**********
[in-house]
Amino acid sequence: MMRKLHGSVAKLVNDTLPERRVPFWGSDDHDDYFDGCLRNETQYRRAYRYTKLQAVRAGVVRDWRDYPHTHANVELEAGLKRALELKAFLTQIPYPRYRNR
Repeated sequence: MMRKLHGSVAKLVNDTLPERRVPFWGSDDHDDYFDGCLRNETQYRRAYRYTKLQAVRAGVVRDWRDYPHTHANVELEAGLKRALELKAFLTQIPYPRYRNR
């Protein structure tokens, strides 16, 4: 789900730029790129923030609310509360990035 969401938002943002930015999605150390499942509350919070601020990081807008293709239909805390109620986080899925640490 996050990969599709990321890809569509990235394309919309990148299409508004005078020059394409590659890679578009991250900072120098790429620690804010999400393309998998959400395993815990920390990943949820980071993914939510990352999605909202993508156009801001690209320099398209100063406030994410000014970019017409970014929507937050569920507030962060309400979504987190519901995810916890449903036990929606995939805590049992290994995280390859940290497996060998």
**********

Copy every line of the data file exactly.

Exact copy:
[in-house]
Amino acid sequence: MMRKLHGSVAKLVNDTLPERRVPFWGSDDHDDYFDGCLRNETQYRRAYRYTKLQAVRAGVVRDWRDYPHTHANVELEAGLKRALELKAFLTQIPYPRYRNR
Repeated sequence: MMRKLHGSVAKLVNDTLPERRVPFWGSDDHDDYFDGCLRNETQYRRAYRYTKLQAVRAGVVRDWRDYPHTHANVELEAGLKRALELKAFLTQIPYPRYRNR
């Protein structure tokens, strides 16, 4: 789900730029790129923030609310509360990035 969401938002943002930015999605150390499942509350919070601020990081807008293709239909805390109620986080899925640490 996050990969599709990321890809569509990235394309919309990148299409508004005078020059394409590659890679578009991250900072120098790429620690804010999400393309998998959400395993815990920390990943949820980071993914939510990352999605909202993508156009801001690209320099398209100063406030994410000014970019017409970014929507937050569920507030962060309400979504987190519901995810916890449903036990929606995939805590049992290994995280390859940290497996060998």